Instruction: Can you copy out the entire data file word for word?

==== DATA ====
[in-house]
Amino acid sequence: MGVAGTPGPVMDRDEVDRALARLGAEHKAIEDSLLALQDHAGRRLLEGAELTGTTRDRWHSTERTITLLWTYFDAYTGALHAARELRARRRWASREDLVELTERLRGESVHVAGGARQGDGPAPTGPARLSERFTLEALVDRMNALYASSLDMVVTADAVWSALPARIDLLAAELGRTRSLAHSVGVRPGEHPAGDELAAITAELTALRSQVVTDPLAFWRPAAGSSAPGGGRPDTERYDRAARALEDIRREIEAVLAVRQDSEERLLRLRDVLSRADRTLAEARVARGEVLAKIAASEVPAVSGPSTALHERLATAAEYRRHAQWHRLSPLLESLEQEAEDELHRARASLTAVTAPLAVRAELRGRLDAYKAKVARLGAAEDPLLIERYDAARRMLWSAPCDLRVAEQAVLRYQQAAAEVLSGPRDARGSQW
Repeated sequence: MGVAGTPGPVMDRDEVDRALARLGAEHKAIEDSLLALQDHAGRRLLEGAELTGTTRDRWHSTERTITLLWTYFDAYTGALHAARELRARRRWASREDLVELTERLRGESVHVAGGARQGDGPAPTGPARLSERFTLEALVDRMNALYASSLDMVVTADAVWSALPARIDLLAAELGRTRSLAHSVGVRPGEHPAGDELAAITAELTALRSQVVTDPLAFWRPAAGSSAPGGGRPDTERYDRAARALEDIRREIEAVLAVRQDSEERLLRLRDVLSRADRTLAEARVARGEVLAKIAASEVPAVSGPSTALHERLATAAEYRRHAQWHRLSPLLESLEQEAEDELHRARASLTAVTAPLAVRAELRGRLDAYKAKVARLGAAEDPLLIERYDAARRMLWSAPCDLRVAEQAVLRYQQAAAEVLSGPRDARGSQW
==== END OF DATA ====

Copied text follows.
[in-house]
Amino acid sequence: MGVAGTPGPVMDRDEVDRALARLGAEHKAIEDSLLALQDHAGRRLLEGAELTGTTRDRWHSTERTITLLWTYFDAYTGALHAARELRARRRWASREDLVELTERLRGESVHVAGGARQGDGPAPTGPARLSERFTLEALVDRMNALYASSLDMVVTADAVWSALPARIDLLAAELGRTRSLAHSVGVRPGEHPAGDELAAITAELTALRSQVVTDPLAFWRPAAGSSAPGGGRPDTERYDRAARALEDIRREIEAVLAVRQDSEERLLRLRDVLSRADRTLAEARVARGEVLAKIAASEVPAVSGPSTALHERLATAAEYRRHAQWHRLSPLLESLEQEAEDELHRARASLTAVTAPLAVRAELRGRLDAYKAKVARLGAAEDPLLIERYDAARRMLWSAPCDLRVAEQAVLRYQQAAAEVLSGPRDARGSQW
Repeated sequence: MGVAGTPGPVMDRDEVDRALARLGAEHKAIEDSLLALQDHAGRRLLEGAELTGTTRDRWHSTERTITLLWTYFDAYTGALHAARELRARRRWASREDLVELTERLRGESVHVAGGARQGDGPAPTGPARLSERFTLEALVDRMNALYASSLDMVVTADAVWSALPARIDLLAAELGRTRSLAHSVGVRPGEHPAGDELAAITAELTALRSQVVTDPLAFWRPAAGSSAPGGGRPDTERYDRAARALEDIRREIEAVLAVRQDSEERLLRLRDVLSRADRTLAEARVARGEVLAKIAASEVPAVSGPSTALHERLATAAEYRRHAQWHRLSPLLESLEQEAEDELHRARASLTAVTAPLAVRAELRGRLDAYKAKVARLGAAEDPLLIERYDAARRMLWSAPCDLRVAEQAVLRYQQAAAEVLSGPRDARGSQW